Word on the Hill Lecture Series

full bike rack

Word on the Hill is back with a whole new line-up of speakers who will be presenting on topics of climate change, biodiversity , and conservation - all connecting to our current exhibition, Ice Age Mammals on loan from the Canadian Museum of Nature.

Scheduled lectures

Sunday, May 5

"Evolutionary History of the Lake Superior Caribou"

Presented by Kirsten Solmundson

Kirsten is a Ph.D. candidate at Trent University whose research focuses on the evolutionary history of caribou through two major climatic events: the emergence of distinct subspecies during the most recent ice age (the late Pleistocene) and the recent dramatic declines of caribou (the Anthropocene). Her thesis focuses on the evolution and conservation of Ontario's boreal caribou, with a particular interest in southern populations that are facing a high risk of local extinction. Kirsten argues that the evolutionary origins of caribou lineages are key to accurately assessing biodiversity and identifying conservation priorities.

Sunday, May 12

"Peterborough County: Old-Growth Forest Mecca?"

Presented by Michael Henry

Some of the most impressive old-growth forests in Southern Ontario are found in Peterborough County. Join forest ecologist Michael Henry on a journey through forests like Mark S. Burnham Provincial Park, an old-growth forest with trees over 400 years old. We will review the signs of old age trees, with an emphasis on trees in our local woodlands, as well as in Ontario's Greenbelt and Algonquin Park. This presentation will include stories and photos of finding old trees, and learning about the status and value of old-growth forests which are biodiversity hotspots and can even help fight climate change.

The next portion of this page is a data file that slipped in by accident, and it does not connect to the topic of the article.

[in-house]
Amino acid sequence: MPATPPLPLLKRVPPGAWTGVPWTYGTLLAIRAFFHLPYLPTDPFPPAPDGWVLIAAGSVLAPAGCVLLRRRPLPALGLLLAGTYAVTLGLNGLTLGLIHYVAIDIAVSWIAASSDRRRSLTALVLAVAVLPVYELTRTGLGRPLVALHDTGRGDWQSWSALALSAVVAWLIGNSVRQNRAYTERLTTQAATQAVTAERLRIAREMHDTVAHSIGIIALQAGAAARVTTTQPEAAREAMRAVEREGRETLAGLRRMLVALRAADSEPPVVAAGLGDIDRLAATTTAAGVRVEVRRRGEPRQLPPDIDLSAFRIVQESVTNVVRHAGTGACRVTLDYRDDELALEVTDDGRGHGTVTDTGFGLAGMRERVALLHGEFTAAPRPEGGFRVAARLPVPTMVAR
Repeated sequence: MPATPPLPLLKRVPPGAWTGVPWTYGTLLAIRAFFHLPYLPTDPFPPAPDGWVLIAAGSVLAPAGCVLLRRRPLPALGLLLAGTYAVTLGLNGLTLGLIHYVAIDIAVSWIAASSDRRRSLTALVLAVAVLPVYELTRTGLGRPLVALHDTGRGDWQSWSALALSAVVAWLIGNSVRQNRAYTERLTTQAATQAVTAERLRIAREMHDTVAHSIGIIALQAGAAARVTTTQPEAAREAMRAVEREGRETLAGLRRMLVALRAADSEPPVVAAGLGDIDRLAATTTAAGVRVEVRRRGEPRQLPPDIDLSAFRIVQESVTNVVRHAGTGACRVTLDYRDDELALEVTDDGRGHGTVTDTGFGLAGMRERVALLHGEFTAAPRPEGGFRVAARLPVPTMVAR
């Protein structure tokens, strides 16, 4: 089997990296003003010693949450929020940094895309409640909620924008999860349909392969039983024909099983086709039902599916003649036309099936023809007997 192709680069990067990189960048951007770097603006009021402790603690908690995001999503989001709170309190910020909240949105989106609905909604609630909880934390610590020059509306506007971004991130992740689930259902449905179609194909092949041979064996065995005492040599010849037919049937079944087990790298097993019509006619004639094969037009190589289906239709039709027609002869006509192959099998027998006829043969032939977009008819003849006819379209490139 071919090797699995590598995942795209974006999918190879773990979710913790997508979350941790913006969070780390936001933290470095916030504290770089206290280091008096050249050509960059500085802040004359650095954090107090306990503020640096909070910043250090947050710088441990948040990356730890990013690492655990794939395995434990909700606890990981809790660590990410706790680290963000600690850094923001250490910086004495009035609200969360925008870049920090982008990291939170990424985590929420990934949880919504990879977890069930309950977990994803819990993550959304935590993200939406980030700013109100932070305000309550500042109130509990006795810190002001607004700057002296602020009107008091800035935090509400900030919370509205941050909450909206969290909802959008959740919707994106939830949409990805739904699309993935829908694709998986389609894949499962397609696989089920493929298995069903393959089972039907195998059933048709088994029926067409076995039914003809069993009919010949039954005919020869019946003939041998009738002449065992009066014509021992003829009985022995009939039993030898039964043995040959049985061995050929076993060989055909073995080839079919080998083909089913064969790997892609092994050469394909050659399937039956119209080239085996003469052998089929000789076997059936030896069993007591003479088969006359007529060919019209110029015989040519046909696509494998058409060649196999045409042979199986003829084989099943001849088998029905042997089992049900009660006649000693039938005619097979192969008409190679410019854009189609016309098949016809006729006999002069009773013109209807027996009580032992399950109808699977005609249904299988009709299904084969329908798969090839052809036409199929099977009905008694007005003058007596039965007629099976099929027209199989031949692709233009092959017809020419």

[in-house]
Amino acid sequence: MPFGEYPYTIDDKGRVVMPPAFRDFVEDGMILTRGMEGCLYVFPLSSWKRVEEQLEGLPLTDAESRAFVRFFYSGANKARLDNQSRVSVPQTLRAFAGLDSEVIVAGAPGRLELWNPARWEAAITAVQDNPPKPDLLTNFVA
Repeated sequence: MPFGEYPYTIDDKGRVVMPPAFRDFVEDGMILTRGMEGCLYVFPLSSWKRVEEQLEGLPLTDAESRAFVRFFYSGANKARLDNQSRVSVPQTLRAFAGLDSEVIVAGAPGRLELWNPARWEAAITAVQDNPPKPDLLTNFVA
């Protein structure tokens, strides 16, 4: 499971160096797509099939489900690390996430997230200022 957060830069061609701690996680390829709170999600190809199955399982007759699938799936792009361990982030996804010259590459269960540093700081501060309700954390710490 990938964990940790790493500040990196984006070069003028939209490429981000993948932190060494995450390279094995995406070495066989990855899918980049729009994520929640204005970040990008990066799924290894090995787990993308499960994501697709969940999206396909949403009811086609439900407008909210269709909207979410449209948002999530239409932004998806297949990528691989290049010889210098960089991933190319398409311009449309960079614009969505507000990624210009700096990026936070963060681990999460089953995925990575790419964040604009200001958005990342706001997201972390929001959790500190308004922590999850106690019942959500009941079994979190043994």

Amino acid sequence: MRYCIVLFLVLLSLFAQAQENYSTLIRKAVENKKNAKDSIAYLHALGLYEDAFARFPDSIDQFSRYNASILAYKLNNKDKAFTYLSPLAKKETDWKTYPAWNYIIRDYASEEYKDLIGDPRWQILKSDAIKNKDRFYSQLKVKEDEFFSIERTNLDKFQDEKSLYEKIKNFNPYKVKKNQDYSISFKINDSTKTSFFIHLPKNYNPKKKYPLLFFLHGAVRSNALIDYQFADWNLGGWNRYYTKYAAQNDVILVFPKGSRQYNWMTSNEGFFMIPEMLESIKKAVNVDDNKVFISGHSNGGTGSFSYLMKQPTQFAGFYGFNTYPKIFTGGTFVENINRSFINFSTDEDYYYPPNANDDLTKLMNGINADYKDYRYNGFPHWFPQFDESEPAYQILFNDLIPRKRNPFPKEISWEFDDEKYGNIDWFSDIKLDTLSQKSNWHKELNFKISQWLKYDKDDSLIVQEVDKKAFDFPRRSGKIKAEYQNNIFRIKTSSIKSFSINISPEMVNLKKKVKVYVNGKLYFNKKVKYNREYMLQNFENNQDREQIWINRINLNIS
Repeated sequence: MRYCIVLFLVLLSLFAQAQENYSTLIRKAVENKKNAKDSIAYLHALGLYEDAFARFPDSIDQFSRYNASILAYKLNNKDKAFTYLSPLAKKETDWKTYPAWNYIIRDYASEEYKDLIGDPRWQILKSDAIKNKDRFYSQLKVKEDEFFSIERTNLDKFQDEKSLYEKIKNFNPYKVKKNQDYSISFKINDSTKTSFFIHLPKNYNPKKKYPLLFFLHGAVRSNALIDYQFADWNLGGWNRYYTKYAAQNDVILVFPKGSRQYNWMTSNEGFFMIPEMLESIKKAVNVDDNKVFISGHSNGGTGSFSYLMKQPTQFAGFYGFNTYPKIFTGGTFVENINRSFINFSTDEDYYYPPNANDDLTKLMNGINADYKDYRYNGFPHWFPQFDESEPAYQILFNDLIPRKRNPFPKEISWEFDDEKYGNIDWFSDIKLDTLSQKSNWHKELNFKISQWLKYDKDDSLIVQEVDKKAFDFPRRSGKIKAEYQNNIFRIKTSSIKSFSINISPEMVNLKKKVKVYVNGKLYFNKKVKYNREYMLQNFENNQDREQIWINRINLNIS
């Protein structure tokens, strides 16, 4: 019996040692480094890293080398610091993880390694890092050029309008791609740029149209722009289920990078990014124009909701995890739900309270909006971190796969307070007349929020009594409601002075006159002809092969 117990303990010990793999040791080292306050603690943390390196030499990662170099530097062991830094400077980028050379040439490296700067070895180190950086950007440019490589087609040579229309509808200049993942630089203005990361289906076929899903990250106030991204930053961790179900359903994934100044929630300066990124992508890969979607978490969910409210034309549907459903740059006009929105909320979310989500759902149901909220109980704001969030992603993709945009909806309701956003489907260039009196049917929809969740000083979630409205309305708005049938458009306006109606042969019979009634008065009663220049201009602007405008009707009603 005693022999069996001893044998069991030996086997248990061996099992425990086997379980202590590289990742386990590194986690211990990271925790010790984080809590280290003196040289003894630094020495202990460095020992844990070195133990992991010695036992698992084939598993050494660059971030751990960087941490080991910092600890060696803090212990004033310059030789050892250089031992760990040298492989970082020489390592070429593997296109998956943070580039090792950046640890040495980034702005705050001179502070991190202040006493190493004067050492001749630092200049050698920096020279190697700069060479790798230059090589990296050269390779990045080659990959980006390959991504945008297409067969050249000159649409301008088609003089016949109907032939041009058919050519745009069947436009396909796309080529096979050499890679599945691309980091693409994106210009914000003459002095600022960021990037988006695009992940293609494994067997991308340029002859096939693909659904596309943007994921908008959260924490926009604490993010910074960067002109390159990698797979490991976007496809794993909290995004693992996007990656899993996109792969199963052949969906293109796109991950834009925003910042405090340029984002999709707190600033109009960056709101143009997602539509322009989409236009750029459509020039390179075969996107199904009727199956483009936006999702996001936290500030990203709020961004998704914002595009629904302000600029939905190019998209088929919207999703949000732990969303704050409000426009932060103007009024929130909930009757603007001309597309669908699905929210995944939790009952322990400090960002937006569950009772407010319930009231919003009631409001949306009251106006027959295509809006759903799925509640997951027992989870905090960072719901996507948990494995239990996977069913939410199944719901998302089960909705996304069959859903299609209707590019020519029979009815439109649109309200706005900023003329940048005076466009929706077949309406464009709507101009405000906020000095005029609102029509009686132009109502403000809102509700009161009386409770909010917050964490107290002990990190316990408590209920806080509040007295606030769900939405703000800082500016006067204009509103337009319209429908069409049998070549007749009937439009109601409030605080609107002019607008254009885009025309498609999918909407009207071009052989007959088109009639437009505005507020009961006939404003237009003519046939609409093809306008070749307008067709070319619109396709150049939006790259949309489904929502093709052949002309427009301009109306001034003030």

Sunday, May 26

"Fine-Scale Habitat Selection by Canada Lynx and Bobcat in Northern Ontario"

Presented by Samantha Morin

The Canada lynx is an iconic boreal species that has lost about 40% of its historic range across North America. One factor that may be contributing to this range contraction is competition with the closely-related bobcat, which has been expanding northward in recent decades. By tracking these species alonf the north shore of Lake Huron, Morin was never able to find lynx and bobcat at the same sites. Learn about what factors are contributing to the displacement of the Canada lynx, and what this could mean for future populations.

Sunday, June 2

"What's Up with the Climate - and What Can We Do About It?"

Presented by Ginny Colling and Deborah Pearson

Colling and Pearson will be presenting a dynamic audio-visual lecture and discussion looking at climate change in action around the globe and in our own backyards. They will address three burning questions: Must we change? Can we change? and Will we change? Following their presentation will be a discussion that will explore what we can do to preserve the planet for future generations, both as individuals and collectively as global citizens.

Sunday, June 9

"Conservation Paleontology: Leveraging the Past to Understand our Future"

Presented by Dr. Danielle Fraser

Dr. Fraser will review the ways in which paleontology can contribute to conservation science and will use relevant examples from her research. She will argue that the impacts of direct human disturbance to the environment will reach far beyond our lifetimes and that the fossil record is the only source of relevant long-term data. Dr. Fraser hopes to paint a picture of how mammals responded to the extinction of the dinosaurs and to the extreme environmental changes that have occurred over the past 66 million years.


All lectures will take place in the Fleming Annex (portable building), located at the Peterborough Museum and Archives.

300 Hunter Street East, Museum Drive, Ashburnham Memorial Park, Peterborough, Ontario.